As part of my normal blog routine and to clear my mind, I often scroll through Facebook posts before I begin writing. As I did this again today, I lingered on a Susan G. Komen post and stopped dead in my tracks.
Something I’d known was going to happen for several months has finally become a reality. It’s a very sad time for all breast cancer survivors, advocates and friends. Bridget Spence passed away.
Bridget was diagnosed with Stage IV breast cancer at age 21. In the past eight years, she fought the bravest fight anyone could. She enrolled in clinical trial after clinical trial; suffered through treatment after treatment and surgery upon surgery, just trying to beat the ugly, mean, unfair disease of breast cancer.
Bridget fought a very public fight. She was an avid blogger and a spokesperson for all young survivors. Her final endeavor was to partner with Susan G. Komen for the Cure to help educate the public about clinical trials. Through her eloquent words and heartfelt writing, she inspired many young women to keep fighting, including me.
Last October she wrote that she was once again humbled by her cancer. This time, the “sneaky beast had gotten right to the heart of the matter,” and had metastasized to her heart. She had more surgery and enrolled in another clinical trial, bravely fighting harder, and with more perseverance, than most could ever endure. To her credit, she never complained, and was always grateful for more time, the promise of health and unending hope.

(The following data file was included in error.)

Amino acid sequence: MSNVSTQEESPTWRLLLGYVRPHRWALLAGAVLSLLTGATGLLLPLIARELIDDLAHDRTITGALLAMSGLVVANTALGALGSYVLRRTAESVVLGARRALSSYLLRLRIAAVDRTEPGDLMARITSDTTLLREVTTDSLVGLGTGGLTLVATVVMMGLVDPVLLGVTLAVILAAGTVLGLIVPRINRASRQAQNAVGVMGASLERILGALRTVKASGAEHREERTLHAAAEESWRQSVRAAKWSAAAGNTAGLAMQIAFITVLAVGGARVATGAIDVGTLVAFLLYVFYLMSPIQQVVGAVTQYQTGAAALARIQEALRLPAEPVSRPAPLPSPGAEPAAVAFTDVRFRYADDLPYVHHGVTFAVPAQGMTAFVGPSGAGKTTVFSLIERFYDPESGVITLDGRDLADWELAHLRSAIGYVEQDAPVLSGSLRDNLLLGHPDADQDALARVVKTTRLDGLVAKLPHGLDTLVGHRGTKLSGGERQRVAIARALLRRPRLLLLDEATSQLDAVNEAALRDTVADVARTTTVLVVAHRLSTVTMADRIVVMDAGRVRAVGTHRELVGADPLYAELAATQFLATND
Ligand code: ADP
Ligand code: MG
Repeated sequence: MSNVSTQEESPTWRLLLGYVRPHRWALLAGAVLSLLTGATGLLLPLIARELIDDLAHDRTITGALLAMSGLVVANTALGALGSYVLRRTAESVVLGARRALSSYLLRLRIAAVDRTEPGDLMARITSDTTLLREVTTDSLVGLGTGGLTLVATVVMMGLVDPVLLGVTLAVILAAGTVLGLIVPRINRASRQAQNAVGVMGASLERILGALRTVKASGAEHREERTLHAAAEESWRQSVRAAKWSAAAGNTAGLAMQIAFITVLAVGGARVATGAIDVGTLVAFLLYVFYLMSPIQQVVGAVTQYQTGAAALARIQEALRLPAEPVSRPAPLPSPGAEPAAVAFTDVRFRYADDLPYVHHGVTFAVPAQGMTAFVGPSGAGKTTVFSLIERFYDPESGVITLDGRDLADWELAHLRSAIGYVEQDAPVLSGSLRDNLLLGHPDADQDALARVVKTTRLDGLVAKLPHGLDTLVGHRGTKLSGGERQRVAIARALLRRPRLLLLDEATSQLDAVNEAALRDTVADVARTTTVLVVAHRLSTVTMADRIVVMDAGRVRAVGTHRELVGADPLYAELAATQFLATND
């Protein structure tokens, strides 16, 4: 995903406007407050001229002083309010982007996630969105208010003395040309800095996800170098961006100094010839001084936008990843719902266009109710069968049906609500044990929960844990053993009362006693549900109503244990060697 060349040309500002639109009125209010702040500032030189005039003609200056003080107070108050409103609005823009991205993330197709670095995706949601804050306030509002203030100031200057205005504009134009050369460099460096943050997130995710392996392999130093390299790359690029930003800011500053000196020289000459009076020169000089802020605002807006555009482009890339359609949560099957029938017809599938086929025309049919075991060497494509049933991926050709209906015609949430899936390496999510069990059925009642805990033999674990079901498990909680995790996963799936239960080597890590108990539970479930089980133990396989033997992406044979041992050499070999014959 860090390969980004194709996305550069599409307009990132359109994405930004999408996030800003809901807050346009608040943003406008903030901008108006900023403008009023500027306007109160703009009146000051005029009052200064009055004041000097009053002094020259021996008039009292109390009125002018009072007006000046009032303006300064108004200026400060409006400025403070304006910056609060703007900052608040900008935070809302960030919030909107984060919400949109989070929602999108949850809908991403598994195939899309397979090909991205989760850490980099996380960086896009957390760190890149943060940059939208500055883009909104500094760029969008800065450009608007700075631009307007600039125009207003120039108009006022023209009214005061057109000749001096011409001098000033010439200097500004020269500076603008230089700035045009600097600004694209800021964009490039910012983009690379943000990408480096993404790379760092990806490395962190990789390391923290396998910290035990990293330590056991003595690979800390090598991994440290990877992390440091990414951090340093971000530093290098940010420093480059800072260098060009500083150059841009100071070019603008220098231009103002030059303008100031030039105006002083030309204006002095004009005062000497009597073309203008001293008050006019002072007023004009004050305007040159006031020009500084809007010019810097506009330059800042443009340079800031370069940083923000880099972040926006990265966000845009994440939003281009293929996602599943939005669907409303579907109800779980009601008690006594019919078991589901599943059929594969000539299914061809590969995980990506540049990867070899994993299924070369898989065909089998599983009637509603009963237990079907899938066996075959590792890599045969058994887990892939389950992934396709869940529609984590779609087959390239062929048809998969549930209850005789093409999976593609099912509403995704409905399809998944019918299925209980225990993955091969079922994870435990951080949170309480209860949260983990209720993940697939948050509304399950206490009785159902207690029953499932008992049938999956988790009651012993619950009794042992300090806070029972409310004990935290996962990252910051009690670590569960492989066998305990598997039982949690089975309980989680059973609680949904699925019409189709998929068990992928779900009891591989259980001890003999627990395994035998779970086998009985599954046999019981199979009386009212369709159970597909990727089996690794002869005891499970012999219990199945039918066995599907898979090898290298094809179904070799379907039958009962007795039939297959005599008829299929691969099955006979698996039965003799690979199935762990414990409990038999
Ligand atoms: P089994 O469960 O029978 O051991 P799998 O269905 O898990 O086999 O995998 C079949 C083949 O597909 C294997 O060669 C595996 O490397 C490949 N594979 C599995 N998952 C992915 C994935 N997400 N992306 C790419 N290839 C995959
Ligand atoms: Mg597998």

Finally, in December, she wrote her last blog. She asked her faithful followers to let her go. She had only one request, “Please, don’t forget about me.”
Just this week, I formed my team, Amy G’s Besties for Breasties, for the WV Susan G. Komen Walk for the Cure. Although I’m once again grateful and thankful that I’m healthy enough to walk, I must admit this event is always emotional. Seeing the hundreds of survivors, and those still going through treatment, is a painful reminder of my personal struggle.
This year will be different. Komen provided funding to the Dana Farber Cancer Institute to study an emerging cancer pathway and form a clinical trial. Bridget was enrolled in in this trial. It bought her more time with her family and friends and allowed her to live longer than her doctors expected.
This year as I walk with my team, I’ll not only be walking for Komen, but also for Bridget. I’ll hold my head a little higher and walk faster. I’ll go the extra mile, so to speak, to raise more money for my fellow fighters and survivors.
Although I only “knew” Bridget through various media channels, like so many other young survivors, we were sisters in this fight against a horrible disease. Bridget was an inspiration to survivors of all ages, and I can say with absolute certainty, I will never forget her.